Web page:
all of that color is purely natural, of course

Bet you’re jealous you don’t have one of these right now

Grab a long-handled spoon and a straw (yes, you’ll end up needing both), and you’re good to go.

I only ate one of these treats during my weekend in Cali — not because I didn’t like it, but rather that one per weekend is about the limit that a normal digestive system can handle. Any more and I would’ve been bouncing off the walls for the whole week. It’s been long enough since that delicious day, though, that I think I’m just about ready for another.

Food Friday: Arequipe, or Whatever You Call It Where You Live

If you’ve visited pretty much any country in South America, you’re probably already familiar with arequipe, or at least with one of its cousins. It goes by many names: arequipe here in Colombia, dulce de leche in Argentina, manjar in Ecuador, and something in Mexico that I won’t write here because it’s a dirty word in Argentine Spanish and I don’t want to offend my former host family. Google it yourself.

evidence of my non-love for the 'quipe

Not all arequipe is created alike. Some comes in a plastic container from a roadside stand somewhere west of Bogotá….

Whatever you want to call it, arequipe is a sugary treat made from heated, caramelized milk and, obviously, a lot of sugar. Like many of the dulces here, I often find it overwhelmingly sweet — a little bit goes a long way. Conventional wisdom has it that Americans have a serious (and seriously problematic) sweet tooth, so maybe I’m just an abnormality, but to me it seems that people here eat way more sweets than at home, and  dulces here have a hell of a lot of sugar. Lunch at my school always comes with some kind of candy, and everyone from kids to adults walk around snacking on sugary confections. You’d never see an adult in the U.S. walking around with a lollipop, but here, it’s pretty common.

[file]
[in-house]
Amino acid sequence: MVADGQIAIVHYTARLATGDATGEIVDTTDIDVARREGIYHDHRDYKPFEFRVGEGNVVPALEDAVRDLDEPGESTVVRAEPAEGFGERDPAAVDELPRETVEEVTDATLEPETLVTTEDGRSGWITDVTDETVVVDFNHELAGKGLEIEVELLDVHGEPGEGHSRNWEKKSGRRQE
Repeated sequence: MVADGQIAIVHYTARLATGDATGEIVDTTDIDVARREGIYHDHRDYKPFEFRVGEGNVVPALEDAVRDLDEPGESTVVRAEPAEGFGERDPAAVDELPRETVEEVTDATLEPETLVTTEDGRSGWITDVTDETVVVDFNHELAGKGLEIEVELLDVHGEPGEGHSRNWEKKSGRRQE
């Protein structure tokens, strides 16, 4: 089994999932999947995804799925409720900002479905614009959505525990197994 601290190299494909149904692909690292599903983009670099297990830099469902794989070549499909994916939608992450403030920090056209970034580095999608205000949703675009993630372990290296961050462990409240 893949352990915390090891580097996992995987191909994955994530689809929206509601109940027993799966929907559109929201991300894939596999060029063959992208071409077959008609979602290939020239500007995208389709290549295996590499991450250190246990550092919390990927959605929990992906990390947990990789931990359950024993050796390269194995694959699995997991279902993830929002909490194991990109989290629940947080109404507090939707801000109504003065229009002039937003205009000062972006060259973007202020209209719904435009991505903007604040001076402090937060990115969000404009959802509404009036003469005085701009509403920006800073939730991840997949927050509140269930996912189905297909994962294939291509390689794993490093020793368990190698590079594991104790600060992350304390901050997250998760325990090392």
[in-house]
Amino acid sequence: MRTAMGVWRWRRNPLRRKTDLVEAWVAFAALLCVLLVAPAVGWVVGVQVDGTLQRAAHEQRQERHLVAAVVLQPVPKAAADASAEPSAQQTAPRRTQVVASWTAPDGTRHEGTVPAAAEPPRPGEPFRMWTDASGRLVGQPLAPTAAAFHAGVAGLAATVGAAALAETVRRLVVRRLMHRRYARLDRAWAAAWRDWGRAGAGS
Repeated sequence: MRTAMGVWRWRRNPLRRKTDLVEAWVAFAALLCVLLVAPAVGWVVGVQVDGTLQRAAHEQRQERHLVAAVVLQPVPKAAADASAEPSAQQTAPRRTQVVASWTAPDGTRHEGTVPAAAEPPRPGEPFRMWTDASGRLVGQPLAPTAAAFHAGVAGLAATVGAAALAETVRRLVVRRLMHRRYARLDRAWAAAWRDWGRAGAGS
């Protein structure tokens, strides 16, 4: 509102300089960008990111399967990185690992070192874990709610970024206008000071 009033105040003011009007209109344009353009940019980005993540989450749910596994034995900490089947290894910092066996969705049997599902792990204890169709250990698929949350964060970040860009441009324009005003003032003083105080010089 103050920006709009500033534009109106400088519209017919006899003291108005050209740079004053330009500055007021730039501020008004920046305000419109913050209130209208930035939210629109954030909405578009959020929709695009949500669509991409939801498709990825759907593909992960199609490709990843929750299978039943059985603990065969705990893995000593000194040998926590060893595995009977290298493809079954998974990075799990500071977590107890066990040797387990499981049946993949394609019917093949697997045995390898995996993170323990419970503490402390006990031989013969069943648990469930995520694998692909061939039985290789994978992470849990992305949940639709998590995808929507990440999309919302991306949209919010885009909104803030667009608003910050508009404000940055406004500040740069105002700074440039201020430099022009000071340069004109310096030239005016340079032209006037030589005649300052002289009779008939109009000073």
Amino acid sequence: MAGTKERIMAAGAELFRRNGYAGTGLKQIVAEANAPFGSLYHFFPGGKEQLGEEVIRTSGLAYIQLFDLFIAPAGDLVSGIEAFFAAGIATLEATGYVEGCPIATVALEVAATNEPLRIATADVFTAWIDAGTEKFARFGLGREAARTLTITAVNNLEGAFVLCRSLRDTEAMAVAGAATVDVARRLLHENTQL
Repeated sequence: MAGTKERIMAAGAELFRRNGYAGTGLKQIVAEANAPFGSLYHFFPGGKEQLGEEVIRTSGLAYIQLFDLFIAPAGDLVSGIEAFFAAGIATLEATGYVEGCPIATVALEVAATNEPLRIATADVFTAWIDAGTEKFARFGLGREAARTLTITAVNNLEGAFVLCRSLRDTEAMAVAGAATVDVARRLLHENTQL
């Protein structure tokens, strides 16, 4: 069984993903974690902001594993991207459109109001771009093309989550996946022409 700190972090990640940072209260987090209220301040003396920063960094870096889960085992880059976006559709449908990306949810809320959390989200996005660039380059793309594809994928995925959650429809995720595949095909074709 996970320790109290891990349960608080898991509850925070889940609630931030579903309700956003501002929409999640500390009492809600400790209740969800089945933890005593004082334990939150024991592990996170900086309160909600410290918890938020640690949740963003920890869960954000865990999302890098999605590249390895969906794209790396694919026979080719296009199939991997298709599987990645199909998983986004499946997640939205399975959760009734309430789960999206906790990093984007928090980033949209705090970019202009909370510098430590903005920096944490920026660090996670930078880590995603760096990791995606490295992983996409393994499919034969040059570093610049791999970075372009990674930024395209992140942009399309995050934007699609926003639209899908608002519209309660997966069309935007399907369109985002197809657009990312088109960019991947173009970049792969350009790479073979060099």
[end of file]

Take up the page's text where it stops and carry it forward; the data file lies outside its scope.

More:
but really, I'd probably eat dirt if it were covered with chocolate

…some comes slathered in chocolate and baked into a cake…

But I’m getting ahead of myself. We’re talking about arequipe. Colombians put arequipe on/in EVERYTHING — cakes, pastries, croissants, cookies, you name it. There are arequipe-flavored lollipops, ice cream, chocolate bars and cappuccinos. And that’s if they even bother pairing it with something — half the time, people will just eat it right out of the container with a spoon, like a sugarier version of me with a jar of peanut butter.

GET AT ME, arequipe con cafe

…and some is coffee-flavored and further evidence of the brilliance of the Colombian people.

I have to admit, I still haven’t totally adjusted to the national obsession with arequipe. Don’t get me wrong — I love my sweets, but I prefer my sugar fix to arrive in the form of chocolate or possibly frappes (I believe those of you who aren’t from the Northeast call them milkshakes. Colombians call them batidos). I didn’t really love dulce de leche while I lived in Argentina (unless it arrived inside alfajores, which I could happily eat every day for the rest of my life, or at least until they gave me diabetes), and apparently my taste buds haven’t changed significantly in the last three years.

who am I kidding? I totally want to shove my face in it

You know what? At least I’m bothering to put it on cookies instead of just shoving my face in it. Small victories, people!

As with every rule, of course, there’s one exception: last week I discovered, lurking in my second-closest supermarket, arequipe con café. Yeah, that’s right, kids: it’s coffee-flavored arequipe. Because the only thing that can make a bowl of sugar better is caffeine. Friends and family, expect me to return to the U.S. with about ten jars of this stuff.

Still, while this product was obviously designed specifically with me as its target consumer, I’m not yet a full-fledged arequipe convert. Sure, it’s tasty in small doses, or as a topping, or when flavored with my biggest food vice after chocolate, but for the foreseeable future, I think I’m going to reserve my spooning-empty-calories-directly-from-the-jar impulses for Nutella.